Hoping to ride the cash cow of Game Change, the mini-series adaptation of the Mark Halperin and John Heilemann book that proved an Emmy-sweeper, HBO decided to pay Martin Scorsese a bunch of cash to make a documentary about the world’s most charismatic politician, Bill Clinton.
According to the press release from today:
HBO and Martin Scorsese will partner for a documentary spotlighting William Jefferson Clinton, 42nd President of the United States, it was announced today by Richard Plepler, recently named CEO, HBO and Michael Lombardo, president, HBO Programming. Made with Clinton’s full cooperation, the film will explore his perspectives on history, politics, culture and the world, with Scorsese producing and directing, and Steve Bing producing.
“President Clinton is one of the most compelling figures of our time, whose world view and perspective, combined with his uncommon intelligence, make him a singular voice on the world stage,” said Plepler and Lombardo. “This documentary, under Marty’s gifted direction, creates a unique opportunity for the President to reflect on myriad issues that have consumed his attention and passion throughout both his Presidency and post-Presidency.”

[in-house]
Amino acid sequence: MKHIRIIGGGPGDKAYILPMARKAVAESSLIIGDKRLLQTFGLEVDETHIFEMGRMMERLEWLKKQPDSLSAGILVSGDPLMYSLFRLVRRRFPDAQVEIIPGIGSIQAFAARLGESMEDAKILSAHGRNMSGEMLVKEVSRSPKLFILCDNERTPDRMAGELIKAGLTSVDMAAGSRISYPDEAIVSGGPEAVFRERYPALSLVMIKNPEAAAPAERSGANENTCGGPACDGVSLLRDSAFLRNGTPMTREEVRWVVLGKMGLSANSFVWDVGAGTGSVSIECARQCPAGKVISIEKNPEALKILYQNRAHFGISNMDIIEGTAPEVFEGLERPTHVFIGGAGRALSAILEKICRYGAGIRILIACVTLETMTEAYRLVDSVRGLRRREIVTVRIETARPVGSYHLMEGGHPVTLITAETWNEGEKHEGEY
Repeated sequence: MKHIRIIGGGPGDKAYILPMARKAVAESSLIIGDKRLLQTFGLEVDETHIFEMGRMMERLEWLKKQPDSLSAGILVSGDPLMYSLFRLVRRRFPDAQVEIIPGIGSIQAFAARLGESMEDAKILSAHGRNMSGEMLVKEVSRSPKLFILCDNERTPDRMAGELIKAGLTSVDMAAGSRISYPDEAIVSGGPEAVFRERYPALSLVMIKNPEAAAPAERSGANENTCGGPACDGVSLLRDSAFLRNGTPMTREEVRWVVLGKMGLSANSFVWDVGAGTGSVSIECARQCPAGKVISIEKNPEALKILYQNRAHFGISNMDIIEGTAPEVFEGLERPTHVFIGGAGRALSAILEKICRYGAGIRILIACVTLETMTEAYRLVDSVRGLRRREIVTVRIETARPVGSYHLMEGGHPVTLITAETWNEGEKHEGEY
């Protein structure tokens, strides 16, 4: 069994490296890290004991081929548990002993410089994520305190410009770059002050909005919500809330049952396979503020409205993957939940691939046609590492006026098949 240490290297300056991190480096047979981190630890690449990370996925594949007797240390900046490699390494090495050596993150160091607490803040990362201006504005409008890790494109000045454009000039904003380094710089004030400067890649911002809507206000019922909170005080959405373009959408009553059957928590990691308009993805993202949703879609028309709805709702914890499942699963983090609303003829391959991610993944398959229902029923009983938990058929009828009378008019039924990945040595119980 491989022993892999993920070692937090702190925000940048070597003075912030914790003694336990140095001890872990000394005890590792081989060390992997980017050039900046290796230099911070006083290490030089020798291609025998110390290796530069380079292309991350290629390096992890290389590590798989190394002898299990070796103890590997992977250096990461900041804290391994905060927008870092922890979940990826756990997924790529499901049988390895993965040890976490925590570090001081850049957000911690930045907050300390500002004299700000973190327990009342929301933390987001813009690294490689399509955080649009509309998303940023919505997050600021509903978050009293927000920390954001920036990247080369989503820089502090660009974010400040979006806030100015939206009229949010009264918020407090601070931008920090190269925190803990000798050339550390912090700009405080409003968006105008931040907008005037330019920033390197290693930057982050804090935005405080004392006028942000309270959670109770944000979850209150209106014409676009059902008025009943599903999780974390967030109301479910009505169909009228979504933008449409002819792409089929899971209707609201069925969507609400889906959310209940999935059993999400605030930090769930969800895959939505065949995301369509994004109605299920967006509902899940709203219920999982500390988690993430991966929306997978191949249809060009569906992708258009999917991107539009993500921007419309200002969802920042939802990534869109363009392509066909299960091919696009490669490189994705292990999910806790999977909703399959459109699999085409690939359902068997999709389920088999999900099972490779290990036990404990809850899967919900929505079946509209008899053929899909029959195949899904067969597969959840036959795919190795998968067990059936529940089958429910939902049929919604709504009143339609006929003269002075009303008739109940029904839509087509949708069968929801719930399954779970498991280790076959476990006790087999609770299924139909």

“A towering figure who remains a major voice in world issues, President Clinton continues to shape the political dialogue both here and around the world,” observed Scorsese. “Through intimate conversations, I hope to provide greater insight into this transcendent figure.”
“I am pleased that legendary director Martin Scorsese and HBO have agreed to do this film,” said President Clinton. “I look forward to sharing my perspective on my years as President, and my work in the years since, with HBO’s audience.”
The Clinton documentary marks Martin Scorsese’s fourth collaboration with HBO, following the documentaries “Public Speaking” (2010) and the Emmy®-winning “George Harrison: Living in the Material World” (2011), and the hit series “Boardwalk Empire,” for which he serves as an executive producer, as well as winning an Emmy® for directing last year.
This looks hopeful, though great directors and great politicians don’t always make for a fascinating–or even successfully propagandist–piece of art. After all, raise your hand if you’ve ever seen that mini-doc Spike Jonze did about Al Gore during his 2000 presidential run. Okay, now keep your hands raised if you made it through all 13 minutes of it.
Case closed, your honor. Though on the other hand, this would be a great opportunity for Scorsese to pick out some Rolling Stones tracks that feature Bobby Keys. May we suggest “Happy”?